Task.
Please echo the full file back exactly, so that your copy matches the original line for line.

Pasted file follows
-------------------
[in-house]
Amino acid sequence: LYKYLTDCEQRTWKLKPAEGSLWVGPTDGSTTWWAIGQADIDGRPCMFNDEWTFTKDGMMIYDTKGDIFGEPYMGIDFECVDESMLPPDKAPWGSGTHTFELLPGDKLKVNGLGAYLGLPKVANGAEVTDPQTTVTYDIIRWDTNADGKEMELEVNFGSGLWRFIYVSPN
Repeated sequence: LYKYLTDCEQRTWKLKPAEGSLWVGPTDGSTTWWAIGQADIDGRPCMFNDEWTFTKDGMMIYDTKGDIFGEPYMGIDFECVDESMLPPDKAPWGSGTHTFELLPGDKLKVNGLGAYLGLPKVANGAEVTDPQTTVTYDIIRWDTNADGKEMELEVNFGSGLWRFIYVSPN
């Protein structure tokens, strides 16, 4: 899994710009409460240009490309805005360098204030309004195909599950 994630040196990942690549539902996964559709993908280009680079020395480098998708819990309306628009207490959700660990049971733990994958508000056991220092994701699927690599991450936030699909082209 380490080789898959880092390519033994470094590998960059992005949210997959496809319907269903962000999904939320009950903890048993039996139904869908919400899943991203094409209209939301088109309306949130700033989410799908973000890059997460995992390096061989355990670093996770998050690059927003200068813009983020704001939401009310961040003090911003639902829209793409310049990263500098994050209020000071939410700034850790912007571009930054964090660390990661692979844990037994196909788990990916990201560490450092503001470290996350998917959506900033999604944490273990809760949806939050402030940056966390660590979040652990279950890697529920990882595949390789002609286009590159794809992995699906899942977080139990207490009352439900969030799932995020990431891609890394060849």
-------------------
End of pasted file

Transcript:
[in-house]
Amino acid sequence: LYKYLTDCEQRTWKLKPAEGSLWVGPTDGSTTWWAIGQADIDGRPCMFNDEWTFTKDGMMIYDTKGDIFGEPYMGIDFECVDESMLPPDKAPWGSGTHTFELLPGDKLKVNGLGAYLGLPKVANGAEVTDPQTTVTYDIIRWDTNADGKEMELEVNFGSGLWRFIYVSPN
Repeated sequence: LYKYLTDCEQRTWKLKPAEGSLWVGPTDGSTTWWAIGQADIDGRPCMFNDEWTFTKDGMMIYDTKGDIFGEPYMGIDFECVDESMLPPDKAPWGSGTHTFELLPGDKLKVNGLGAYLGLPKVANGAEVTDPQTTVTYDIIRWDTNADGKEMELEVNFGSGLWRFIYVSPN
């Protein structure tokens, strides 16, 4: 899994710009409460240009490309805005360098204030309004195909599950 994630040196990942690549539902996964559709993908280009680079020395480098998708819990309306628009207490959700660990049971733990994958508000056991220092994701699927690599991450936030699909082209 380490080789898959880092390519033994470094590998960059992005949210997959496809319907269903962000999904939320009950903890048993039996139904869908919400899943991203094409209209939301088109309306949130700033989410799908973000890059997460995992390096061989355990670093996770998050690059927003200068813009983020704001939401009310961040003090911003639902829209793409310049990263500098994050209020000071939410700034850790912007571009930054964090660390990661692979844990037994196909788990990916990201560490450092503001470290996350998917959506900033999604944490273990809760949806939050402030940056966390660590979040652990279950890697529920990882595949390789002609286009590159794809992995699906899942977080139990207490009352439900969030799932995020990431891609890394060849």